Discovering the ancient city of Marrakesh (Part I) Marrakesh to Ouarzazate by Aaron C. Greenman

“I believe that Marrakech ought to be earned as a destination. The journey is the preparation for the experience. Reaching it too fast derides it, makes it a little less easy to understand.”

— Tahir Shah, In Arabian Nights: A Caravan of Moroccan Dreams

The adhan arrives as expected, near 5am in the morning, followed by the iqama soon thereafter. The muezzin rouses all residents of the medina, not only human, but also the schools of birds who awake in a chirping, swarming vortex of activity.  On rooftops, the increasing bustle of the lanes below is barely audible, as the winter sun announces its presence over the outline of the Atlas and a clear, pale blue sky.  In the medina, life continues as it has for centuries, with fruit, vegetable, meat and fish vendors plying their wares on the streets, men taking their tea at regular intervals, leather hides cleaned, prepared and dyed in the tannery quarter, the bustle of daily activity energizing a city very much alive, honest to itself, and open to the elements, Marrakesh.

Marrakesh is the fourth largest city in Morocco, after Casablanca, Rabat and Fes. While tourism and related development has been encouraged there by Mohammed VI, visual change is most evident in the city’s modern neighborhoods such as Gueliz, where copy cat villas replicate themselves in orderly rows along wide boulevards, and billboards advertise new golf clubs.

Despite such a push, the Marrakesh medina remains one of the great citadels of the Muslim world, with rose-colored ramparts built in the early twelfth century still surrounding the city and drawing a clear demarcation between the traditional and the modern. Between 1912 and 1956, the French protectorate focused on urban planning and infrastructure to bend the society more toward the French model, and remnants of such an influence are everywhere, evident in the French street names, the café culture, the style of the post offices and lycées, and the manhole covers from Pont-à-Mousson.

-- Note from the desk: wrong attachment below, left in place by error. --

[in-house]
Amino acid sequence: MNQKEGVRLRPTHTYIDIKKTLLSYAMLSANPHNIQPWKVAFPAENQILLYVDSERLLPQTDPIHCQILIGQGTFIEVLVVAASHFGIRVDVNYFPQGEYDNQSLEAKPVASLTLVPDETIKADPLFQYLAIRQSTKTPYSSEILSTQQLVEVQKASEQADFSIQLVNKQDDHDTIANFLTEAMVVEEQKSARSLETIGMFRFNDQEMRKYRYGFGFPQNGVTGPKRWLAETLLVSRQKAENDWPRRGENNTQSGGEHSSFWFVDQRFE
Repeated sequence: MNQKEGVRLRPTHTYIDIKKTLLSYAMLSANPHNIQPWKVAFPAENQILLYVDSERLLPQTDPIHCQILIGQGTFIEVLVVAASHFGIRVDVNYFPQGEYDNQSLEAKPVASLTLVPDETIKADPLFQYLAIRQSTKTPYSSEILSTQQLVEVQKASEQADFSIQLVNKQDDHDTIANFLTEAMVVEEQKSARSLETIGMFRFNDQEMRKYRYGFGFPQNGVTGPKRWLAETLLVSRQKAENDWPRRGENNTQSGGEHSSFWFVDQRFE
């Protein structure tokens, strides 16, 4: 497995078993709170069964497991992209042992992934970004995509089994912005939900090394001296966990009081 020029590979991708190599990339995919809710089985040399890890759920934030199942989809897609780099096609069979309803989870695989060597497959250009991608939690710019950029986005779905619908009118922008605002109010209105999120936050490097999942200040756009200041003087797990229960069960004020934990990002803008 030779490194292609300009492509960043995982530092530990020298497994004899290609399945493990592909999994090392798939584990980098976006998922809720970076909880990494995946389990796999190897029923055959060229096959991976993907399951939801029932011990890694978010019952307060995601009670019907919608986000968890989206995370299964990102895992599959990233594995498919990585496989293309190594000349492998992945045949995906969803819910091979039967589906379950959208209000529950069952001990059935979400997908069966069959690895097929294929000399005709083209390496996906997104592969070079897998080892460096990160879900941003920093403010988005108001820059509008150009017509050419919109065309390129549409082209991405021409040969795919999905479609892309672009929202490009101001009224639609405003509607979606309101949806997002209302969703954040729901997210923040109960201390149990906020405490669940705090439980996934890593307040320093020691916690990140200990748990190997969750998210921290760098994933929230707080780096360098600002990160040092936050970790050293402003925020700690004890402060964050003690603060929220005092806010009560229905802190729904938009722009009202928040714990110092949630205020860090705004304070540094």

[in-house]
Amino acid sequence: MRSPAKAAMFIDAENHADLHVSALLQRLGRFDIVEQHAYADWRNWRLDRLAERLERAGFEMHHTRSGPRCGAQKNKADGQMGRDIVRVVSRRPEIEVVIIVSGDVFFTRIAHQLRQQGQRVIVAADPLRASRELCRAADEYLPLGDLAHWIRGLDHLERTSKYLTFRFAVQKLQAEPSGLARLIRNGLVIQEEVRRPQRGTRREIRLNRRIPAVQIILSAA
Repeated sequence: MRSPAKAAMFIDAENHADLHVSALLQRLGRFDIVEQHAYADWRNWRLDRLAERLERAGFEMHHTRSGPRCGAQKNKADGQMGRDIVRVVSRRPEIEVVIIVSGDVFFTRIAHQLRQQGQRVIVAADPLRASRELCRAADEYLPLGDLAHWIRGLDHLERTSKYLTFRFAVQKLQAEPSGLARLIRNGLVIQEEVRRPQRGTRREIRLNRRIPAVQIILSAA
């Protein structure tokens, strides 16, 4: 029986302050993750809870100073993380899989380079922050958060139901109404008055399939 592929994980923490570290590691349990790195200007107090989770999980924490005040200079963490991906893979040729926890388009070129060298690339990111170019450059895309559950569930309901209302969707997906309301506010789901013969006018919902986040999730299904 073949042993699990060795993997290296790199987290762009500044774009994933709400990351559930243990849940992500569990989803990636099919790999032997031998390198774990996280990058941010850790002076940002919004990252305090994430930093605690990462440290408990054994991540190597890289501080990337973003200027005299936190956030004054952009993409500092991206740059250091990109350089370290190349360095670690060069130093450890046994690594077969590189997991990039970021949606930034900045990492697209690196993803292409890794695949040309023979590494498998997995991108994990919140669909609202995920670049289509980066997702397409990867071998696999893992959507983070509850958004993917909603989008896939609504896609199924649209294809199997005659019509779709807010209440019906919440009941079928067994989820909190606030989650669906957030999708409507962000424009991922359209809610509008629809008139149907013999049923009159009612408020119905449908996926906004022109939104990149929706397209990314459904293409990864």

And in the middle of it all sits the Djemaa el-Fnaa, a public square the antithesis of the stately grandeur of the Grand Place in Brussels or the architectural perfection of the Plaza Mayor in Madrid. Marrakesh’s main square boasts nightly activity like no other in the world, a celebratory interaction of families, romantics, singers, dancers, storytellers, henna painters, snake charmers, boxers, and more juice and restaurant stalls than one can count.

The activity of the square prepares the traveler for what awaits beyond the Atlas to the east and south, red-sanded ancient cities such as Telouet, Ait Ben Haddou and Ouarzazate, oases of humanity and agriculture on the edge of one of earth’s most challenging landscapes, the Sahara.

From Edith Wharton: “To visit Morocco is still like turning the pages of some illuminated Persian manuscript all embroidered with bright shapes and subtle lines.”

– Aaron C. Greenman

Aaron C. Greenman has been a photographer for more than 25 years and has lived and worked on four continents. He has previously been profiled on The Leica Camera Blog for his work in the Far East, the Indian Subcontinent, East Africa, Israel, Turkey, Russia, and Europe. More of his portfolio images can be viewed on his website, and he has several books available for the iPad. Custom prints of his work are available for purchase on request.

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